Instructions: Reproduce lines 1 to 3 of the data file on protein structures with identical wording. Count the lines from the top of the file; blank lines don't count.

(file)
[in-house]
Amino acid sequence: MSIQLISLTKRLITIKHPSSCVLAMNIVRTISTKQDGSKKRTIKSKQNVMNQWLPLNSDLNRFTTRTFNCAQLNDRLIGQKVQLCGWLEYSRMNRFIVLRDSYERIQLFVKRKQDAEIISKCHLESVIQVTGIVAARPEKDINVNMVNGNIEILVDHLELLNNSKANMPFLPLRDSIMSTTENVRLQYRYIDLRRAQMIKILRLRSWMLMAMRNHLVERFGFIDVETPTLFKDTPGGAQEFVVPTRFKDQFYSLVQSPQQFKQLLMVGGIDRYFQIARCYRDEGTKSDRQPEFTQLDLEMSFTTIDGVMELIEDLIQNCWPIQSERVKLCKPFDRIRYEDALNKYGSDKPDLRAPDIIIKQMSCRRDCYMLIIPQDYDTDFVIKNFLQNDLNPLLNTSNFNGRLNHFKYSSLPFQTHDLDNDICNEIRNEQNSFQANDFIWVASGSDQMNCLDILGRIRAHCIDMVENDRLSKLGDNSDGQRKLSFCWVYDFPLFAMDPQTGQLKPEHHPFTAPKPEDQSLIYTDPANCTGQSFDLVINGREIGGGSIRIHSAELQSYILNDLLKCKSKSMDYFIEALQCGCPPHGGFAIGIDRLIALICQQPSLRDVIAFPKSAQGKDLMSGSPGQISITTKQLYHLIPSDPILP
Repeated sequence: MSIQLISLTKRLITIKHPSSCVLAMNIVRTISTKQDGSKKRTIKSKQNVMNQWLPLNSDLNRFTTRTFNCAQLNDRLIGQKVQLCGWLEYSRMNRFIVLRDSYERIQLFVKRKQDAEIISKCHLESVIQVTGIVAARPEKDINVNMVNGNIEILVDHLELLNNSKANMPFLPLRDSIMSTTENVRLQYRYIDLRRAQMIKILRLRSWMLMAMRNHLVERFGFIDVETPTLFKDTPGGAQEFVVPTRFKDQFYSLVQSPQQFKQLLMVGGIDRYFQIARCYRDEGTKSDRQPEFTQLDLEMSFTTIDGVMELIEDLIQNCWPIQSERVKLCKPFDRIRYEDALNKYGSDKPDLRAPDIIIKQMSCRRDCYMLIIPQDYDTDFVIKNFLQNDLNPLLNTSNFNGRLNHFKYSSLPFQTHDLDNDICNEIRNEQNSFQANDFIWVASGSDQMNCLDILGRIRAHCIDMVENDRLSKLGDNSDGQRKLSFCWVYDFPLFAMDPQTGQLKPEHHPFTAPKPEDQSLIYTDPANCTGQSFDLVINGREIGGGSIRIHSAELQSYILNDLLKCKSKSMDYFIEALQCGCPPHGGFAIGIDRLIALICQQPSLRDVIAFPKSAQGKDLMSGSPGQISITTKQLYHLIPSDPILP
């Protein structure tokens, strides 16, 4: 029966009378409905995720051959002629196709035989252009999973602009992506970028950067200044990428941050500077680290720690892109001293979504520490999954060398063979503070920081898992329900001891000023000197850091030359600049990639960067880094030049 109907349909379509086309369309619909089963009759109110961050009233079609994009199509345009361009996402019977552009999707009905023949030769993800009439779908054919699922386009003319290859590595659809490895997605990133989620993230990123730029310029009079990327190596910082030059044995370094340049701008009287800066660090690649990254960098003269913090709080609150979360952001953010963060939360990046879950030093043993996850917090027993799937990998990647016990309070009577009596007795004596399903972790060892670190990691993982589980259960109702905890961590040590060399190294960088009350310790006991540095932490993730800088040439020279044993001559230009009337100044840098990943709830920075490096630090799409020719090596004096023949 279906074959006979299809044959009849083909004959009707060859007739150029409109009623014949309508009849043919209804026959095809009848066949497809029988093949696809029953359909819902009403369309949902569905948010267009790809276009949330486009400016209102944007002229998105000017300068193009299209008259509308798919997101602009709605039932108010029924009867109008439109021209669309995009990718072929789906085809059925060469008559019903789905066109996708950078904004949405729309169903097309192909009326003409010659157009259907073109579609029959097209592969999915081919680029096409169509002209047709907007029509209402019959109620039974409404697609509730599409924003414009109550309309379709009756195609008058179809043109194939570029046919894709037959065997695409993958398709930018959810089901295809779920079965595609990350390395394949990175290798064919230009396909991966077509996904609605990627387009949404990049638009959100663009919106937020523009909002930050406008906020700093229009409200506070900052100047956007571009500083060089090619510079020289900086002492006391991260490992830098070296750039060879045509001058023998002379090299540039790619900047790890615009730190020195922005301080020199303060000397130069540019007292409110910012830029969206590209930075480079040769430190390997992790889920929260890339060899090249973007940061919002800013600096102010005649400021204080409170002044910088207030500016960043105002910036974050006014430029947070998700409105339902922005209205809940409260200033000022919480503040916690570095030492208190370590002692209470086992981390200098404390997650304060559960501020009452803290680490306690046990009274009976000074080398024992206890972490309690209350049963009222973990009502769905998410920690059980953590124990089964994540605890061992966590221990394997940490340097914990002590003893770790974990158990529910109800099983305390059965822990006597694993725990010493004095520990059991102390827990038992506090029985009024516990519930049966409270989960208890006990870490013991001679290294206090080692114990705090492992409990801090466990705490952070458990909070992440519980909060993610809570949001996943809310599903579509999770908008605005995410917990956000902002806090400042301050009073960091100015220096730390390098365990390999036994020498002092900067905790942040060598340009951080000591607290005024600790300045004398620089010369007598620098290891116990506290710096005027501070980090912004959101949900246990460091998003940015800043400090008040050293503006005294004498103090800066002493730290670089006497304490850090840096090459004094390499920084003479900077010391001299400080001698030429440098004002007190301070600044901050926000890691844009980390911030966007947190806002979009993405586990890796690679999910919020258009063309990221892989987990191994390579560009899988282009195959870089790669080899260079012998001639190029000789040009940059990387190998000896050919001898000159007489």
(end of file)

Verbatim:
[in-house]
Amino acid sequence: MSIQLISLTKRLITIKHPSSCVLAMNIVRTISTKQDGSKKRTIKSKQNVMNQWLPLNSDLNRFTTRTFNCAQLNDRLIGQKVQLCGWLEYSRMNRFIVLRDSYERIQLFVKRKQDAEIISKCHLESVIQVTGIVAARPEKDINVNMVNGNIEILVDHLELLNNSKANMPFLPLRDSIMSTTENVRLQYRYIDLRRAQMIKILRLRSWMLMAMRNHLVERFGFIDVETPTLFKDTPGGAQEFVVPTRFKDQFYSLVQSPQQFKQLLMVGGIDRYFQIARCYRDEGTKSDRQPEFTQLDLEMSFTTIDGVMELIEDLIQNCWPIQSERVKLCKPFDRIRYEDALNKYGSDKPDLRAPDIIIKQMSCRRDCYMLIIPQDYDTDFVIKNFLQNDLNPLLNTSNFNGRLNHFKYSSLPFQTHDLDNDICNEIRNEQNSFQANDFIWVASGSDQMNCLDILGRIRAHCIDMVENDRLSKLGDNSDGQRKLSFCWVYDFPLFAMDPQTGQLKPEHHPFTAPKPEDQSLIYTDPANCTGQSFDLVINGREIGGGSIRIHSAELQSYILNDLLKCKSKSMDYFIEALQCGCPPHGGFAIGIDRLIALICQQPSLRDVIAFPKSAQGKDLMSGSPGQISITTKQLYHLIPSDPILP
Repeated sequence: MSIQLISLTKRLITIKHPSSCVLAMNIVRTISTKQDGSKKRTIKSKQNVMNQWLPLNSDLNRFTTRTFNCAQLNDRLIGQKVQLCGWLEYSRMNRFIVLRDSYERIQLFVKRKQDAEIISKCHLESVIQVTGIVAARPEKDINVNMVNGNIEILVDHLELLNNSKANMPFLPLRDSIMSTTENVRLQYRYIDLRRAQMIKILRLRSWMLMAMRNHLVERFGFIDVETPTLFKDTPGGAQEFVVPTRFKDQFYSLVQSPQQFKQLLMVGGIDRYFQIARCYRDEGTKSDRQPEFTQLDLEMSFTTIDGVMELIEDLIQNCWPIQSERVKLCKPFDRIRYEDALNKYGSDKPDLRAPDIIIKQMSCRRDCYMLIIPQDYDTDFVIKNFLQNDLNPLLNTSNFNGRLNHFKYSSLPFQTHDLDNDICNEIRNEQNSFQANDFIWVASGSDQMNCLDILGRIRAHCIDMVENDRLSKLGDNSDGQRKLSFCWVYDFPLFAMDPQTGQLKPEHHPFTAPKPEDQSLIYTDPANCTGQSFDLVINGREIGGGSIRIHSAELQSYILNDLLKCKSKSMDYFIEALQCGCPPHGGFAIGIDRLIALICQQPSLRDVIAFPKSAQGKDLMSGSPGQISITTKQLYHLIPSDPILP